Arkansas Prepares for Open Carry Through ACT 746, but Not if the Attorney General Has Anything to Say About It

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HB1700 was passed in April 2013 after clearing the house and senate with a total of one nay vote. On August 16th, 2013, Arkansans will redeem their right to open carry when the bill now known as ACT 746 goes into effect.

Attorney General Dustin McDaniel has made commentary that the new ACT makes no changes to existing gun laws, but Central Arkansas attorney David Sterling disagrees, and goes on to state “It actually did change Arkansas law and does permit open carry and constitutional carry as well as concealed carry.”

The difference of opinions is coming from the interpretation of the text in ACT 746 found in this section:

SECTION 2. Arkansas Code § 5-73-120 is amended to read as follows: 29

5-73-120. Carrying a weapon. 30

(a) A person commits the offense of carrying a weapon if he or she 31 possesses a handgun, knife, or club on or about his or her person, in a 32 vehicle occupied by him or her, or otherwise readily available for use with a 33 purpose to attempt to unlawfully employ the handgun, knife, or club as a 34 weapon against a person.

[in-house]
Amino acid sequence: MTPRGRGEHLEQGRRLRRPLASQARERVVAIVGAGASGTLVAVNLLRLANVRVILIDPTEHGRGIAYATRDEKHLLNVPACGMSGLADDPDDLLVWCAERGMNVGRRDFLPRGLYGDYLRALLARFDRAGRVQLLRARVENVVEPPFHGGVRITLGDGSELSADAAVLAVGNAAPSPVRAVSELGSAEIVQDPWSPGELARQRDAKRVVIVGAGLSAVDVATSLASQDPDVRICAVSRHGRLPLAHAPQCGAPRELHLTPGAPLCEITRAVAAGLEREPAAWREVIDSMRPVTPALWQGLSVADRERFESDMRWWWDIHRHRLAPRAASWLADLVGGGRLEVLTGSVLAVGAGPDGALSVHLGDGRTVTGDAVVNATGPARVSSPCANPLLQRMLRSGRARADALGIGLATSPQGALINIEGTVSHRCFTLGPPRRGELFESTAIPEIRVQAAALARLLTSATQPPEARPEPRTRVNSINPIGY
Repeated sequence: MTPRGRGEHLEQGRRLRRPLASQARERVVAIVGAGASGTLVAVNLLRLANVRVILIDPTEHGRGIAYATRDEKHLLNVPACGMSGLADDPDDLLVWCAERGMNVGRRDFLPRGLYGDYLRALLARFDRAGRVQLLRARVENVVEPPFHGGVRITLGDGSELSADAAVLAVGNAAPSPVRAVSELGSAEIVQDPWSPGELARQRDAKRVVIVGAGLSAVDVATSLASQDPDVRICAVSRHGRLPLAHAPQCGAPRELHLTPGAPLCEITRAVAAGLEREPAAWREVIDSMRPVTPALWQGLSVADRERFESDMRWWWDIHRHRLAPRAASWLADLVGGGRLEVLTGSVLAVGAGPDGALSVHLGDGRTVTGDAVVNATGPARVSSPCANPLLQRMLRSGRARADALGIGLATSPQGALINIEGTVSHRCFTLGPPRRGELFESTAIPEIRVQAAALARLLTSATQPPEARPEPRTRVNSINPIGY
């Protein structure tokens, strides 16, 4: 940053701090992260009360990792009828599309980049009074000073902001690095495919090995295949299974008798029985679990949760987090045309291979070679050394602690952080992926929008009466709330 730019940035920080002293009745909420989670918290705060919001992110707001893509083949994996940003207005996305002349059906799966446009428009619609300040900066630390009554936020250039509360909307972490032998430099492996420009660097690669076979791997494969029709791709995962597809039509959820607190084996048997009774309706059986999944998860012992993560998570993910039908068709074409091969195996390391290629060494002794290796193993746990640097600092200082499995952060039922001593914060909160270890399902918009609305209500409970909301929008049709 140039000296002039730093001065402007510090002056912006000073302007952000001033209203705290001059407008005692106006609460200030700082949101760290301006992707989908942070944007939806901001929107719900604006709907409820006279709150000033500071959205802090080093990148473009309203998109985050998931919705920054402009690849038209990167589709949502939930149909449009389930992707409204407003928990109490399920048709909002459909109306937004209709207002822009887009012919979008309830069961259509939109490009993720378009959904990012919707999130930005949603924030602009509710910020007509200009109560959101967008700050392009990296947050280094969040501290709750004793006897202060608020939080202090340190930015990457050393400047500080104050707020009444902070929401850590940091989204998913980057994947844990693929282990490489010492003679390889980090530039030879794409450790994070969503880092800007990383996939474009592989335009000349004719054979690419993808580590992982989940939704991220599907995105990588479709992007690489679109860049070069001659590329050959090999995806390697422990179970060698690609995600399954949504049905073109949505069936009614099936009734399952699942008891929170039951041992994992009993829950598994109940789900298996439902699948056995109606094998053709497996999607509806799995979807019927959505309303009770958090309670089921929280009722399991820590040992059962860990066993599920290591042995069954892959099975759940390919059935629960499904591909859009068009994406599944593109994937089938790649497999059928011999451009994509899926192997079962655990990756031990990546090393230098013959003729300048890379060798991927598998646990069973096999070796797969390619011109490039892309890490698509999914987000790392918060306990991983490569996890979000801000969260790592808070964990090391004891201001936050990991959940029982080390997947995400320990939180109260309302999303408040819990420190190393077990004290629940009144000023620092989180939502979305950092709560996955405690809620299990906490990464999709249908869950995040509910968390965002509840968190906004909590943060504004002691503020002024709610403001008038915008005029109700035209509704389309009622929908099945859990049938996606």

According to Sterling on McDaniel’s point of view; “He’s taking something that is very clear and trying to make it ambiguous through interpretation,”

HB1700’s had three main changes:

1. The definition of the offense of carrying a weapon was changed from generally banning the carry of a handgun that is carried for the purpose of using it against another person (for any reason, even self-defense). The new wording now specifies that it bans the carry of a handgun that is carried with the intent of

illegally using it against another person.

2. Certain “defenses to a prosecution” (such as allowing law enforcement to carry, carry on a “journey”, possession on your own property, etc) were changed from a defense to a “permission”.

3. The definition of a journey was added to the new law.

“A state senator asked if someone could carry a handgun on a journey. But Attorney General McDaniel addressed the issue of open carry on a journey,” Rutledge said. “I believe the statute is clear if someone is on a journey as defined by the legislature, they may in fact carry a handgun. ”

So will Arkansas take back their constitutional right of carry? The jury is still out, it’s possible that we will have to see a few court cases before the state officials fully accept the new changes to the law. Hopefully Arkansas carry has been successful in raising awareness of the bill and the support of the citizens will prevail.